Informed consumers can be a powerful antidote to bad news about advisors who do wrong by their clients.
By Cyril Tuohy
Mark Acre, president of OneSource Insurance Group in Nixa, Mo., has a sliver of advice for young agents starting in the industry. Change is constant, so it’s critical to be able to adapt to the opportunities that come your way.
He said opportunities will undoubtedly come, but they may not always appear in the way you expect, so it’s important to keep an open mind. Sometimes opportunity comes at you obliquely, other times from out of nowhere.
He should know.
A decade ago, when he was not long out of college, he was manager of a hospital’s electronic billing department, which is where he got his first taste of insurance. After several years selling for a carrier, the 33-year-old advisor is running a life, health, benefits and property/casualty agency employing 10 people.
That’s not bad for a young leader who essentially got his foot into the industry by looking for a sales job on the Internet through websites like CareerBuilder.
“Change is constant, understanding that is important,” said Acre, this year’s recipient of the Young Advisors Team Leader award bestowed annually by the National Association of Insurance and Financial Advisors (NAIFA).
Take the life and health insurance industry. The sweep and speed of reforms to the way health care is delivered were nearly unimaginable five years ago.
Affordable Care Act (ACA) reforms expanded the insurance market by increasing the number of uninsured lives in the system. The reforms also imposed tighter cost controls and that meant thinner profit margins on every health policy insurance policy sold.
The reforms came faster than predicted in Acre’s business plan and that forced him to diversify into property-casualty coverage ahead of schedule, he told InsuranceNewsNet.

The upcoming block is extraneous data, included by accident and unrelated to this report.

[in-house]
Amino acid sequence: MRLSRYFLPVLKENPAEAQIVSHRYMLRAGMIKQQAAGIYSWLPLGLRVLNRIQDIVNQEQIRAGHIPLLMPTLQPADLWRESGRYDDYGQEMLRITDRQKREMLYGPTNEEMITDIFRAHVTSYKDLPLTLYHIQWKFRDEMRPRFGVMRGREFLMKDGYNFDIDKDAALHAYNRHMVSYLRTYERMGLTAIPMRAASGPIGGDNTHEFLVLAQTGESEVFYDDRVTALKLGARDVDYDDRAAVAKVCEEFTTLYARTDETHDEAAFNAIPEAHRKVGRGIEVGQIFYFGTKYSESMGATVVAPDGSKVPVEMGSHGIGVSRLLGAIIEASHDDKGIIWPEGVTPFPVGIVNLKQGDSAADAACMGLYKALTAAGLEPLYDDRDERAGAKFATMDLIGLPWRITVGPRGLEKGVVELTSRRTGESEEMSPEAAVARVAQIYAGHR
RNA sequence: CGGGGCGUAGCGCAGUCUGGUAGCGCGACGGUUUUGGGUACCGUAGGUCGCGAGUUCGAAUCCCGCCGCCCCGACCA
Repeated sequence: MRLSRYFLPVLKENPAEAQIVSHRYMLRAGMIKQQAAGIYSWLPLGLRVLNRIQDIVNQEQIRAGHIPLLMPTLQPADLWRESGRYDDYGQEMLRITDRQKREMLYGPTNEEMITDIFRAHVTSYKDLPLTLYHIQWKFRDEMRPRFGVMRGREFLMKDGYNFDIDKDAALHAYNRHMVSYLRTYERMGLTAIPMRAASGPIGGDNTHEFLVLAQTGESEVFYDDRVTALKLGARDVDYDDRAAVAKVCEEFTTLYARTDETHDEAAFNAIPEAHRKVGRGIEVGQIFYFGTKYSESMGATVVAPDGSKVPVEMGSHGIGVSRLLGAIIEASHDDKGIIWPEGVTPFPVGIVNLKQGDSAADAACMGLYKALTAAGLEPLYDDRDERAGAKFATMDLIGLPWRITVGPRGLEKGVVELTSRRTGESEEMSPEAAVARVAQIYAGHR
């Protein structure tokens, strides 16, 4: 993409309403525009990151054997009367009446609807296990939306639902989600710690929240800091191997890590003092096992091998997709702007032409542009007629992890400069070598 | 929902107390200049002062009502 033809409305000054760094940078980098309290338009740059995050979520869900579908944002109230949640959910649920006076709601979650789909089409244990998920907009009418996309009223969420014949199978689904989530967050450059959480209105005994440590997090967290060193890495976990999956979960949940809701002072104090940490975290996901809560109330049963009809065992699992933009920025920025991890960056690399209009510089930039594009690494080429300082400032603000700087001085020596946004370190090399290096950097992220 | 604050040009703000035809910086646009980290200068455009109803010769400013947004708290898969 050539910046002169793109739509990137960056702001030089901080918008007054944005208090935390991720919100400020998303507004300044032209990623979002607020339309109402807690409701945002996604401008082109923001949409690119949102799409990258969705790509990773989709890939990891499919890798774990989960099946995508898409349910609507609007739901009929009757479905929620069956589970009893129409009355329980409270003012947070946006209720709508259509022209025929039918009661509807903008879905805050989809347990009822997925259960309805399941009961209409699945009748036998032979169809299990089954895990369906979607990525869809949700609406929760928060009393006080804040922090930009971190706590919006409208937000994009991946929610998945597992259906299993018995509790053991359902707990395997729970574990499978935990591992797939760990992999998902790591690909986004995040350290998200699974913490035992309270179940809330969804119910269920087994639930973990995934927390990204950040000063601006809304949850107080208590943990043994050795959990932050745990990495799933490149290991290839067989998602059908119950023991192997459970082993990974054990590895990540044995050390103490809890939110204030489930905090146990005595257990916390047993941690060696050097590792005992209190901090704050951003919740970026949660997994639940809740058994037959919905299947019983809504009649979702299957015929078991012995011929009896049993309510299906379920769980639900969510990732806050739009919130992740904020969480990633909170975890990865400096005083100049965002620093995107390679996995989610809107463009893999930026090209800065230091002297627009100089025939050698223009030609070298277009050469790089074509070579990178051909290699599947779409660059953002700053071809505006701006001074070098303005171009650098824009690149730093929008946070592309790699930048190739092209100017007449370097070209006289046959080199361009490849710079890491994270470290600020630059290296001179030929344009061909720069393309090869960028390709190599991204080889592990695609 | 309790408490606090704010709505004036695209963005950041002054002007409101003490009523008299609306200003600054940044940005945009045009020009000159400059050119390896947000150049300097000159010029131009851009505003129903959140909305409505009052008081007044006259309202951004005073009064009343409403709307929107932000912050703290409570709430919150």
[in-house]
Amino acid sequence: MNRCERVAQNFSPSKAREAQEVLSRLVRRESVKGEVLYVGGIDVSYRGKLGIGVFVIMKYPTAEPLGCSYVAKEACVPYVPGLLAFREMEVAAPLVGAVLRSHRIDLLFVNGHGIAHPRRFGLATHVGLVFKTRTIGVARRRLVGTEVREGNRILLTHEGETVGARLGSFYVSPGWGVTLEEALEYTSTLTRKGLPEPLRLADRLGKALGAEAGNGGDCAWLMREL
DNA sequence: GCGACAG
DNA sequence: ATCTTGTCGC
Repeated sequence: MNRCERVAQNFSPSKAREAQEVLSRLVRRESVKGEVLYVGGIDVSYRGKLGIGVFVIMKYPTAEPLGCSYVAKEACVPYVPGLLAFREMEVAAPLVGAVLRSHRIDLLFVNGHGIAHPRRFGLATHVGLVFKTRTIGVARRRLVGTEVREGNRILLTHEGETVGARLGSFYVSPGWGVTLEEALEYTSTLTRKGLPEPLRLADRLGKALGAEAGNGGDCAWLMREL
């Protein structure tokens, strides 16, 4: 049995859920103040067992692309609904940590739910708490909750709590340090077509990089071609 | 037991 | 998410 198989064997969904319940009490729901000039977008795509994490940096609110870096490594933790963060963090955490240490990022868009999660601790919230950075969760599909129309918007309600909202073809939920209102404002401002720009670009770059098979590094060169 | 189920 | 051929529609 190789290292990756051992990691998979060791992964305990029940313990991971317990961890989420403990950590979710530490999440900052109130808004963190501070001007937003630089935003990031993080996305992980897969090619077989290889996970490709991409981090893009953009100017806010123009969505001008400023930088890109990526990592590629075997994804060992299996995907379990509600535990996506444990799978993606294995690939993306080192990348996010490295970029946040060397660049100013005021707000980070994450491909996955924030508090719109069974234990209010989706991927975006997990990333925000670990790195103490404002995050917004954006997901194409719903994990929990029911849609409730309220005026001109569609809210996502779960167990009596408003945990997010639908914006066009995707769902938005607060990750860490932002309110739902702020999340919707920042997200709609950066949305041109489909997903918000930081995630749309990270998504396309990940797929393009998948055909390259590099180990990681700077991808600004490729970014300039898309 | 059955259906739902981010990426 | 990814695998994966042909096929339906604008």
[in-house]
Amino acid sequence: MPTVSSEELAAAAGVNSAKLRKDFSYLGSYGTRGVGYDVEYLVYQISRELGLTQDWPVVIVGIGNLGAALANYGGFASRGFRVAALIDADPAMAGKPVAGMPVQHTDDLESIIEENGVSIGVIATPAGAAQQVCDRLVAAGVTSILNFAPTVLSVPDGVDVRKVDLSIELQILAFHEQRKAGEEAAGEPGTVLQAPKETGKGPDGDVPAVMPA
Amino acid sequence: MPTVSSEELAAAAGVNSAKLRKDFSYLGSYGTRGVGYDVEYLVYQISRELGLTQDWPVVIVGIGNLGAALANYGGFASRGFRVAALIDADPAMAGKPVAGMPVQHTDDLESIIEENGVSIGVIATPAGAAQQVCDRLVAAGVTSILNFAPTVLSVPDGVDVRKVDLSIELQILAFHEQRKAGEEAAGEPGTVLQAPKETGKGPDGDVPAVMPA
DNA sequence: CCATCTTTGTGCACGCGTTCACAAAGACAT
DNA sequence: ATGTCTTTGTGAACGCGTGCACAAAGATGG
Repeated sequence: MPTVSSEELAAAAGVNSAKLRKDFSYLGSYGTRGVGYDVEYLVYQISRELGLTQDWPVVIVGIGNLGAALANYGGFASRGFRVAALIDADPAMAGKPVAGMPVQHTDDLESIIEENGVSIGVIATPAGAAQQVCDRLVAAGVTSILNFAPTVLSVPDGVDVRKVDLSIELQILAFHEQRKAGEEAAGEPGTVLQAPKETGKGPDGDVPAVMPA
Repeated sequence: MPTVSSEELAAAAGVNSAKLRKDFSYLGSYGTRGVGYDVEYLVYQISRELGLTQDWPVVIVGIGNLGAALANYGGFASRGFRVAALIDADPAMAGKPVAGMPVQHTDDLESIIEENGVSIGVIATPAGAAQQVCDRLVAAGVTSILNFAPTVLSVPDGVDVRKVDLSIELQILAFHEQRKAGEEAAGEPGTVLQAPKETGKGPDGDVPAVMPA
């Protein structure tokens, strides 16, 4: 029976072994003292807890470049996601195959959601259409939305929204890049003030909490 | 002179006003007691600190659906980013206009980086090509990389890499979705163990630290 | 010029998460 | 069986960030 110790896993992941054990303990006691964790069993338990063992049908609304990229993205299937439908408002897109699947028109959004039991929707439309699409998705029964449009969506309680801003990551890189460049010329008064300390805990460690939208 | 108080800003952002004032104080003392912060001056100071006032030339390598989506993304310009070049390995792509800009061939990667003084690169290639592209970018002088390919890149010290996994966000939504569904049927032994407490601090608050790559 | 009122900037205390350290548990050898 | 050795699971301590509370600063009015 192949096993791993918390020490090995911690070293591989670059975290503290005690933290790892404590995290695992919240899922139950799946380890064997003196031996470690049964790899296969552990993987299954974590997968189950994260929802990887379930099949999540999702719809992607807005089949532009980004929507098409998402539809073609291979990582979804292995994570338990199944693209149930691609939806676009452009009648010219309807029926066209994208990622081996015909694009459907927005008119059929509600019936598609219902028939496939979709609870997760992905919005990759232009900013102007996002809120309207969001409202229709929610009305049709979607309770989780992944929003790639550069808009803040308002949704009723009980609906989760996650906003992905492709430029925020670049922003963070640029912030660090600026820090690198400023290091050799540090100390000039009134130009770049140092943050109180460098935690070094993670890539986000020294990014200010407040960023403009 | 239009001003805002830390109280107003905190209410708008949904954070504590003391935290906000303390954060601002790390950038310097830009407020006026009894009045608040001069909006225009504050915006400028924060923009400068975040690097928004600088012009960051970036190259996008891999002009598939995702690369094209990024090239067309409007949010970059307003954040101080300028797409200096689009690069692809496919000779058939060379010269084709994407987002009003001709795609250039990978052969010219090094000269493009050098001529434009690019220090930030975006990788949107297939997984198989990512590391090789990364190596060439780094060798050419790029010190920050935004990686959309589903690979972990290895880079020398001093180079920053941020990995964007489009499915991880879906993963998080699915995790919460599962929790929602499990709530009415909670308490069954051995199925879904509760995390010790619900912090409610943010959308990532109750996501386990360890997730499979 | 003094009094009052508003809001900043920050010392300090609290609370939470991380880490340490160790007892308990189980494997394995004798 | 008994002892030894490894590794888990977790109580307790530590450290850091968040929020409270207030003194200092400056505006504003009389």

“As of late, it’s crucial to be able to adapt to new obstacles, either in technology, legislative changes or hiring the right people,” Acre said. “Be on the lookout for opportunities to adapt. Be aware that there will be changes that are going to happen. Roll with the punches.”
He did, and for now at least, he’s built himself a thriving, diversified business across the ever-changing insurance landscape.
S. Ann Pugh, CFP, of ING Financial Partners in Clinton, Mo., said Acre’s “professionalism and zeal for service to his customers are outstanding.”
She also said Acre’s “working relationship with members of Congress on both a state and national level,” are a “tremendous asset” for NAIFA.
For Acre, the business is about relationships.
Insurance has been good to him and other young OneSource advisors like Todd Bradshaw and advisor coordinator Ryan Payne. It’s also been good to the veterans on the OneSource team, folks like the husband-and-wife duo of Sharyn and Tom Roemisch.
Call Acre lucky, hard-working, smart, shrewd, a great salesman, call him Young Advisor of the Year for now. Just don’t call him lazy, dispassionate or aloof.
He’s as dedicated an agent as they come, NAIFA leaders said. “He has taken the association to a new level with his dedication and passion for NAIFA and the industry,” NAIFA President John F. Nichols said. “Mark’s leadership is an inspiration to us all.”
Acre has a personal client list also made up of many Generation Xers. He likes Gen Xers because they need help with financial planning. Not all of them, of course, but there are enough of them out there who need a plan, and need help with setting goals.
Gen Xers, he said, are generally open to help and value a relationship that comes with a face-to-face advisor.
That’s where Acre and his commission-based team can help. Acre’s team likes to build relationships and prefers building bridges with clients who value the relationship as much as his agents do. “If you have a relationship with them, they trust you to have that advice,” he said.
Everyone knows they can go to a Geico or a Progressive for cheaper auto or home insurance. Investors also know they get a “relationship” with a robot on the cheap, he said. But that’s just not what a lot of people are looking for in a relationship.
“I’m not scared of them,” he said of roboadvisors. But just because their services are available 24/7, doesn’t mean people want to have anything to do with them.
Clients, who are well aware that they have options and are free to walk out at any time, choose to be with one advisor or another, he said.
“It’s important they want to listen to what you have to say, either a roboadvisor or another financial advisor down the street,” he said. “It’s a relationship business.”
Cyril Tuohy is a writer based in Pennsylvania. He has covered the financial services industry for more than 15 years. Cyril may be reached at firstname.lastname@example.org.
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